New Plumpton principal enjoys his first open day

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  • Outstanding Ofsted report and 15,000 visitors help to make college principal’s first year one to remember
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An outstanding Ofsted report and record crowds at the open day have given the new principal of Plumpton College good reason to love his job.

Jeremy Kerswell took over as principal in October 2015 and on Saturday (May 14) he saw more than 15,000 visitors take in the sights and learn about the courses on offer.

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Mr Kerswell said: “The event is always a superb way to showcase the incredible diversity of courses the college offers.

“Staff and students are very proud of their achievements and the result shows in the attractive estate, the impressive student facilities and our successful courses ensuring highly skilled graduates suitable for successful employment.”

Another thing that is impressive about Plumpton is Mr Kerswell’s dedication to his students.

He is keen to shake off the perception youngsters taking land-based studies are not as academically capable as their peers – an attitude he felt went back to the days when “people thought that working on the land was for people with strong backs and big hands”.

I’m in the enviable position of almost being handed something perfect just to be able to take it on to its next stage.

Jeremy Kerswell, Plumpton College principal

Mr Kerswell said: “I’ve been surprised that the rural community of East Sussex wasn’t a bit further forward in its thinking around the unfortunate perception that land-based education is for people who are not capable of doing A-levels or higher education.

“We need to continue to challenge that stigma.

“The industry is becoming more advanced and higher level than before. So it needs more highly skilled people than ever before.”

To meet those needs, the college has introduced new courses and training programmes to cater for a highly skilled workforce, including the Foundation Degree in creative metalworking, a Masters programme (MSc) in viticulture and oenology, and the new Foundation Degree in urban horticulture.

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Mr Kerswell said: “The technology is incredible. Not only does the industry need more people than ever before but the opportunities are better than ever.”

Those opportunities include courses in agriculture, animal care and veterinary nursing, countryside and gamekeeping, fishery management, forestry and arboriculture, horticulture, welding and jewellery making.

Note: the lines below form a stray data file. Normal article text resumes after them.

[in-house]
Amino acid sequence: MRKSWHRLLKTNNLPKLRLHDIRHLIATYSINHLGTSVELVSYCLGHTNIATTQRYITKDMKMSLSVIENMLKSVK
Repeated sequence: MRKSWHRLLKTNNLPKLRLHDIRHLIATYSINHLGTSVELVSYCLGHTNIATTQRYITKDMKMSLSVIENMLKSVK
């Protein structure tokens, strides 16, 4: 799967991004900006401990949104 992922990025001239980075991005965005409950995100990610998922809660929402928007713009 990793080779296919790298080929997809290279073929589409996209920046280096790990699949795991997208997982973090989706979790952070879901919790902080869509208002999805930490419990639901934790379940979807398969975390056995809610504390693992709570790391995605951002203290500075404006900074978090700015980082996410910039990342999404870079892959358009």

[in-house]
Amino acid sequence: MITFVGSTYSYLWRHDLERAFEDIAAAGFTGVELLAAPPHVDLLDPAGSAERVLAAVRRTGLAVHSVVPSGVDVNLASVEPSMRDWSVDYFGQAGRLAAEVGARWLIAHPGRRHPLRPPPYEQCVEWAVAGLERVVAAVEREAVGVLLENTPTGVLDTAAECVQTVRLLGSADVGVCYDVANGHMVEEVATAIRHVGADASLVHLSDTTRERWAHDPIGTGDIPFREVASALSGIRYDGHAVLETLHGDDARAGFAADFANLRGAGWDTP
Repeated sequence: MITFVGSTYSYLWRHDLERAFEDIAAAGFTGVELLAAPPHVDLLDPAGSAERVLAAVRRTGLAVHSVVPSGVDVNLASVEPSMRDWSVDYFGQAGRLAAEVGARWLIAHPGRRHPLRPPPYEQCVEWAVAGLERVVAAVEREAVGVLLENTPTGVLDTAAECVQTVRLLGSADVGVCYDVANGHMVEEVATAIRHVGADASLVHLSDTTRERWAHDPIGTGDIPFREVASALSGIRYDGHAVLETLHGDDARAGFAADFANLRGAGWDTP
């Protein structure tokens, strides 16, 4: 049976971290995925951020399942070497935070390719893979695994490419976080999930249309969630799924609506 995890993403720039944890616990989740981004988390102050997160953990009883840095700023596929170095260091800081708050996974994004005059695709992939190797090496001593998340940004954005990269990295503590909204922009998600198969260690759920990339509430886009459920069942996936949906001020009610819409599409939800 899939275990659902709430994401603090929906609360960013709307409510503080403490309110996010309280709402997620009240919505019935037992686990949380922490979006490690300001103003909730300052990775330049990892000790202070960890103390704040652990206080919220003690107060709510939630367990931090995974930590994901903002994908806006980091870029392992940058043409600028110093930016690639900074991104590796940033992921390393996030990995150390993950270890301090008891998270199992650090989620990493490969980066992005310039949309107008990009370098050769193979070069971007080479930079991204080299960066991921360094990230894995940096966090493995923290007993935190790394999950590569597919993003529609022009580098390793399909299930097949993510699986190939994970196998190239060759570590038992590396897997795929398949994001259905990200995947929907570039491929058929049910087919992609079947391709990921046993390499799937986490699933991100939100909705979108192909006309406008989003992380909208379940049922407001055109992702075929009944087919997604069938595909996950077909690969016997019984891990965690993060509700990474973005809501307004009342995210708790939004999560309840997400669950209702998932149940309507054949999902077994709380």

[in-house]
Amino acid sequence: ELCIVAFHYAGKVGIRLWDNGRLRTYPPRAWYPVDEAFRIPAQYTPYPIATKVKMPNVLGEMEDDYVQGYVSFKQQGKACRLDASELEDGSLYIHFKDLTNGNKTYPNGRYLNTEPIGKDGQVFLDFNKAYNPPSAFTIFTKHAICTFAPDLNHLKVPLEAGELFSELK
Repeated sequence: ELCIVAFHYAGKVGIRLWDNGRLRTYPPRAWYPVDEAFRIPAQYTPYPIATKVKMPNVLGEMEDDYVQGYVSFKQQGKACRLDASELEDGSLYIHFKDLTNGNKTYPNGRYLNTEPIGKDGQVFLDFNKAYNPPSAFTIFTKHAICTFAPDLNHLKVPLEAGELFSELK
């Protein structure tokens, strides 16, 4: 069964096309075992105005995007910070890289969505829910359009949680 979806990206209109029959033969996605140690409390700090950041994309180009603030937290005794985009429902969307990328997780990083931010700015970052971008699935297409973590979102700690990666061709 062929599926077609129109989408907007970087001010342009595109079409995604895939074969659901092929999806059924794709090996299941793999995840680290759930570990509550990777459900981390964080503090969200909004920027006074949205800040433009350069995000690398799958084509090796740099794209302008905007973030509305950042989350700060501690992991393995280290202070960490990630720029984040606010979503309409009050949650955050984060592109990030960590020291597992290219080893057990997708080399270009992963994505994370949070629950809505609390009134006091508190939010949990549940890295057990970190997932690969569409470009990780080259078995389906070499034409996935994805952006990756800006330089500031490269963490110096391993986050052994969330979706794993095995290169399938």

And then there’s the wine!

Plumpton is Britain’s Centre of Excellence in wine education, training and research, and is the only higher education institution to offer undergraduate degrees in wine business and production in English in Europe.

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The college produces 30,000 bottles of wine per year from its vineyard and has six varieties including an award-winning sparkling wine called The Dean. Plumpton will be co-host of the first International Cool Climate Wine Symposium, from May 26-28.

When it came to the job prospects of his students, Mr Kerswell’s pride was obvious.

He said: “If I could shout it from the rooftops I would - 100 per cent of agriculture students get jobs. We can’t keep up with the demand. I just spoke to a farmer in Essex who is farming 12,000 acres and is desperate for new entrants.”

Jeremy Kerswell is very much a local boy. He grew up in Faygate and attended Forest School, in Horsham.

He served as assistant principal at another land-based college, the Cannington Centre, in Somerset, and said his role at Plumpton had felt like something of a homecoming.

Not that being a first-time principal was easy.

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Mr Kerswell said: “It’s been a baptism of fire. Nothing can prepare you for it.

“I’ve been lucky in that I’ve worked for some inspirational leaders in my time but, despite all the things those people tell you, nothing can prepare you. But it has been fabulous.

“I’m very fortunate I’ve inherited a college that’s been well managed and has a very firm foundation in terms of its reputation with the industry.

“I’m in the enviable position of almost being handed something perfect just to be able to take it on to its next stage.”

That next stage could include expansion of the residential unit, which already houses more than 200 students.

Mr Kerswell said: “We’re not far away from a formal planning application.”

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